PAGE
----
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Trigger Point Dry Needling

Trigger point dry needling (TPDN), also known as Intramuscular Manual Therapy, involves inserting a thin solid monofilament needle directly into a muscle at the myofascial trigger point, or what is commonly known as muscle knots. This causes a local twitch response, in which the muscle fibers contract. This results in relaxation of the muscle and release of the shortened muscle fibers. As a result, there is an increase in blood flow and oxygen delivery to the involved area, eliminating pain producing chemicals. TPDN can be used to treat a variety of musculoskeletal problems where myofascial trigger points may contribute to the pain. Such conditions include, but are not limited to: back, neck and shoulder pain, decreased range of motion, rotator cuff, frozen shoulder, arm pain (tennis elbow, carpal tunnel syndrome), headaches, jaw pain, and leg pain, bursitis, sciatica, hamstring strains, calf tightness and cramping. TPDN has also been found to be extremely helpful in the treatment of chronic pain and movement disorders.

At Strive Physical Therapy & Fitness, many patients have benefited from dry needling treatment. We provide one on one service with focus on hands on treatment. Dry needling treatment is usually given in conjunction with other forms of physical therapy treatment. These may include exercises, postural training, education, and other hands-on techniques such as soft tissue work and manipulation. Our therapists have completed additional and extensive course study and have obtained the certification required by the state of NC to practice the advanced skill of dry needling.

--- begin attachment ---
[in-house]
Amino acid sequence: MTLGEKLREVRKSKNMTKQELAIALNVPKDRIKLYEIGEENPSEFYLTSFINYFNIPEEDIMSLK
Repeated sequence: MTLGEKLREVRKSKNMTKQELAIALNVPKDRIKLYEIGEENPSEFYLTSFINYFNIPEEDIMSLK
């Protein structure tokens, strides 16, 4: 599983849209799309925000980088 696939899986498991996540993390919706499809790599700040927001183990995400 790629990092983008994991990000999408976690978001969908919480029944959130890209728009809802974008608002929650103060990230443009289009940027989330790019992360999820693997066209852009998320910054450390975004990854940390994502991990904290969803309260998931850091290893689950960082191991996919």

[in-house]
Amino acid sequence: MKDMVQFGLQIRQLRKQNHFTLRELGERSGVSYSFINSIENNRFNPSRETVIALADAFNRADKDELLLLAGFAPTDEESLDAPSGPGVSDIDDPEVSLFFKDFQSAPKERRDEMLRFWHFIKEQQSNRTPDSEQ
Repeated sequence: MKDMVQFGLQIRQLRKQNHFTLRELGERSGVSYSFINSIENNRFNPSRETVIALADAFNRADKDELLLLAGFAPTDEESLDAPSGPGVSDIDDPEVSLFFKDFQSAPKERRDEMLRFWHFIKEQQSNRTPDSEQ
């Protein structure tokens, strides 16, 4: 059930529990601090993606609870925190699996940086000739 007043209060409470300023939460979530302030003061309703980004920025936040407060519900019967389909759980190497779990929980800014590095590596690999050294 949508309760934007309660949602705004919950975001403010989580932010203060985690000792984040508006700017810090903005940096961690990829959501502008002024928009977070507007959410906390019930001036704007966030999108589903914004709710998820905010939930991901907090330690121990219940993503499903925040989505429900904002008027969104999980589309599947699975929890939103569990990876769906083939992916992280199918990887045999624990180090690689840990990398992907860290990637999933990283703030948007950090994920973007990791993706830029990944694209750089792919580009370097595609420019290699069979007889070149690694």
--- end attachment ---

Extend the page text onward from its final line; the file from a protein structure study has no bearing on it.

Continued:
Q. How does dry needling work?
A. The exact mechanisms of dry needling are not known. Inserting a needle into trigger points cause favorable biochemical changes, which assist in reducing pain. It is essential to elicit so-called local twitch responses to break the pain cycle.

Q. Is the procedure painful?
A. The local twitch response elicits a very brief painful response. Local twitch responses are essential to relaxation of the muscle and improving pain. Most patients report soreness over the treated area between a few hours and two days, but their overall pain level may be decreased.

Q. How long does it take for the procedure to work?
A. It may take several visits to experience changes in pain and function due to the fact that we are trying to cause mechanical and biomechanical changes without any pharmacological means.